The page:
Pursuant to paragraph 4(a)(ii) of the Policy, Complainant must prove that Respondent has no rights or legitimate interests in respect of the Domain Name. A complainant is normally required to make out a prima facie case that respondent lacks rights or legitimate interests. Once a prima facie case is made, respondent carries the burden of demonstrating rights or legitimate interests in the domain name. If respondent fails to do so, a complainant is deemed to have satisfied paragraph 4(a)(ii) of the Policy.
Although this case presents a close call, the Panel finds that Complainant has made out a prima facie case that Respondent lacks rights or legitimate interests in the Domain Name. Complainant presented a number of the elements commonly relied upon by complainants to make a prima facie showing: that Respondent is not commonly known by the Domain Name or the name Addicting Games; that Complainant did not provide Respondent with permission to use Complainant’s ADDICTING GAMES trademark in the Domain Name; and that there is no evidence of Respondent’s use of, or demonstrable preparations to use, the Domain Name or a name corresponding to the Domain Name in connection with a bona fide offering of goods or services. Instead, Complainant indicated that Respondent is trading on the goodwill associated with Complainant’s ADDICTING GAMES mark, by linking the Domain Name to a webpage that includes links to websites offering gaming services that are in competition with Complainant.
In response to these arguments, Respondent argued that it has a legitimate interest in continuing to use the Domain Name because Complainant has no trademark rights in the term “addicting games”. However, as determined in section 6.A above, the Panel found that Complainant has established rights in its ADDICTING GAMES trademark for purposes of the Policy. Respondent also made the conclusory assertion, without providing any explanation, that before receiving any notice of the dispute, it has used the Domain Name in connection with a bona fide offering of goods or services. However, without any evidence or explanation to support this claim, the Panel cannot agree.
On the record in this case, the Panel finds that Respondent failed to rebut Complainant’s prima facie showing that Respondent has no rights or legitimate interests in the Domain Name. Accordingly, the Panel finds that Complainant has satisfied the second element of paragraph 4(a) of the Policy.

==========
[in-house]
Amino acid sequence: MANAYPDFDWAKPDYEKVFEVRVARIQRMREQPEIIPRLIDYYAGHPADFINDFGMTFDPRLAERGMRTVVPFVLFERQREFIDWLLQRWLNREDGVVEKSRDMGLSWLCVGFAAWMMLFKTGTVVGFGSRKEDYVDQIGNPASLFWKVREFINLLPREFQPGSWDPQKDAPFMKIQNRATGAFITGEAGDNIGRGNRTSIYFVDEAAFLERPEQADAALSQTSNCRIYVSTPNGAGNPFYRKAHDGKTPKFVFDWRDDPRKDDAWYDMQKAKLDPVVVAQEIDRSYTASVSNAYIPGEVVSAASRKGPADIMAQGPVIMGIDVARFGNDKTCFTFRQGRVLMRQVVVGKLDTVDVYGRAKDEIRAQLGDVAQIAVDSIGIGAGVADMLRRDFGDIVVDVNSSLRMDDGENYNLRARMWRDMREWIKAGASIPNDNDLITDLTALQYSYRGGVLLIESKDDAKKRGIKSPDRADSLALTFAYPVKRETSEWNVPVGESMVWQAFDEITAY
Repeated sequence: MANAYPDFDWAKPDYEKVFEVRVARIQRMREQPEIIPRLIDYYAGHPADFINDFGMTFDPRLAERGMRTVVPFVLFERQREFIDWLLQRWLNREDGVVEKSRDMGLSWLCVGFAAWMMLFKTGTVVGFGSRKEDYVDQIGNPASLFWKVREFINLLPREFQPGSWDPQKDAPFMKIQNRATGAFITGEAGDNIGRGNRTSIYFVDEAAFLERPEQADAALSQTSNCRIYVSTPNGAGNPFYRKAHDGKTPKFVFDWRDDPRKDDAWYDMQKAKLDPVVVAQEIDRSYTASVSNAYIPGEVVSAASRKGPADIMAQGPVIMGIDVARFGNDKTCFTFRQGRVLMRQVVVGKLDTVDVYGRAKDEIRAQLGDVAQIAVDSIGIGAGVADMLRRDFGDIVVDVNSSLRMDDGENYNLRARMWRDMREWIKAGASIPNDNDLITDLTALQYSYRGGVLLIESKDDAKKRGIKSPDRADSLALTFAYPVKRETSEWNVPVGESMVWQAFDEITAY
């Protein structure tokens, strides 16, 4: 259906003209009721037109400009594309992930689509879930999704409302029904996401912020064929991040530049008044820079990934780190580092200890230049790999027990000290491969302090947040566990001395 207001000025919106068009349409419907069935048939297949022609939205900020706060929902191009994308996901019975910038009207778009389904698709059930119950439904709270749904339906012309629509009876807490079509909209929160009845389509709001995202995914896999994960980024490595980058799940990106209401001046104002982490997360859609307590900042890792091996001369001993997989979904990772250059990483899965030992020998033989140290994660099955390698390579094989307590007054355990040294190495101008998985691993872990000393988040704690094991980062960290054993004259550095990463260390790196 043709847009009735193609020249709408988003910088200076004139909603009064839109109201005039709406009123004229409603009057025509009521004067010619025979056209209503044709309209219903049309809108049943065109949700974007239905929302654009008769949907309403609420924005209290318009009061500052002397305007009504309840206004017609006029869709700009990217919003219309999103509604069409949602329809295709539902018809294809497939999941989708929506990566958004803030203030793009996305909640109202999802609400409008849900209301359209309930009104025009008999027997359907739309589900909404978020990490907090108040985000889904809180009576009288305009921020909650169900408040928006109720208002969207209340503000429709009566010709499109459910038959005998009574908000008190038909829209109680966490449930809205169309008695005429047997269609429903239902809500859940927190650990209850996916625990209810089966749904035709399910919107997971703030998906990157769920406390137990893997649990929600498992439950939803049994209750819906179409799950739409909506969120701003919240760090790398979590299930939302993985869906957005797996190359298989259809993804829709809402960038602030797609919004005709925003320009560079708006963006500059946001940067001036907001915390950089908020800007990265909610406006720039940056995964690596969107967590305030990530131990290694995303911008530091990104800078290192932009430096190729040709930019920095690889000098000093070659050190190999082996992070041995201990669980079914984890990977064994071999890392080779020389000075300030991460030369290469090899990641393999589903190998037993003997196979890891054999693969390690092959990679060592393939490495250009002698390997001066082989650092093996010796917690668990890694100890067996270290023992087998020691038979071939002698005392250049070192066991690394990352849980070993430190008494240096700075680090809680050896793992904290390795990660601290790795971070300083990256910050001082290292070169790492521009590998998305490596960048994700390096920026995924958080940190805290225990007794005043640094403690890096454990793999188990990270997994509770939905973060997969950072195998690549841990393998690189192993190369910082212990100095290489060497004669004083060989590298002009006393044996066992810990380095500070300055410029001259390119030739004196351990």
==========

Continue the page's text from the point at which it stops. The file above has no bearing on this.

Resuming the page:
C. Registered and Used in Bad Faith
The third element of paragraph 4(a) of the Policy requires that Complainant demonstrate that Respondent registered and is using the Domain Name in bad faith. Here, Complainant’s Complaint must fail.
The Domain Name was registered on January 4, 2003, which is well before the 2005 date of filing for Complainant’s ADDICTING GAMES registered mark. While Complainant asserted that common law rights in its ADDICTING GAMES mark arose as early as August 2002 (when its predecessor-in-interest first registered the <addictinggames.com> domain name), and that Respondent must have been aware of the mark when it registered the Domain Name in January 2003, Complainant has provided little evidence in support of this claim. Further, Complainant has not adequately explained why its predecessors-in-interest, in trademark application filings with the USPTO, claimed May 9, 2007 as the first-use-in-commerce date for the ADDICTING GAMES registered mark. Complainant’s assertion that it (or its predecessors-in-interest) had common law rights dating back to 2002 is contradicted by these USPTO filings. See DuWop, LLC v. Jayson Online, WIPO Case No. D2001-1315.
Thus, on the record before it, the Panel cannot find that Respondent intentionally targeted Complainant (or its predecessors-in-interest), or the ADDICTING GAMES mark, when it registered the Domain Name in 2003. Accordingly, there is insufficient evidence of bad faith registration.
The Panel additionally notes, for completeness, that although it has not accepted Complainant’s supplemental filing, the Panel’s assessment under this element would not be substantially different it the event that such submission was accepted.
Regarding bad faith use of the Domain Name, the Panel considers that Complainant has made a stronger showing. However, in view of Complainant’s failure to demonstrate bad faith registration, the Panel has made no final determination on this issue. Nor has the Panel made any finding regarding Respondent’s claim of laches.
D. Reverse Domain Name Hijacking
Respondent has requested that the Panel making a finding of RDNH against Complainant. Paragraph 15(e) of the Rules provides that if, after considering the submissions, the Panel finds that the complaint was brought in bad faith, for example, in an attempt at RDNH or primarily to harass the domain name holder, the Panel shall declare that the complaint was brought in bad faith and constitutes an abuse of the administrative proceeding. RDNH is defined as using the Policy in bad faith to attempt to deprive a domain name holder of a domain name.
WIPO Overview 2.0 states that UDRP panels have found RDNH in circumstances including where “the complainant in fact knew or clearly should have known at the time that it filed the complaint that it could not prove one of the essential elements required by the UDRP”. Respondent has echoed this reason. However, while the Panel’s decision on RDNH presents a close call in this case, the Panel considers, on balance, that in view of Complainant’s submissions, the Complaint was brought in good faith and not primarily as a means of harassment. For example, had Complainant developed further its evidence regarding rights in the ADDICTING GAMES mark dating back to 2002, and how Respondent might have been aware of those rights when it registered the Domain Name four months later, the outcome of this case might have been different.
For the foregoing reasons, the Complaint is denied.
Christopher S. Gibson
Date: September 10, 2015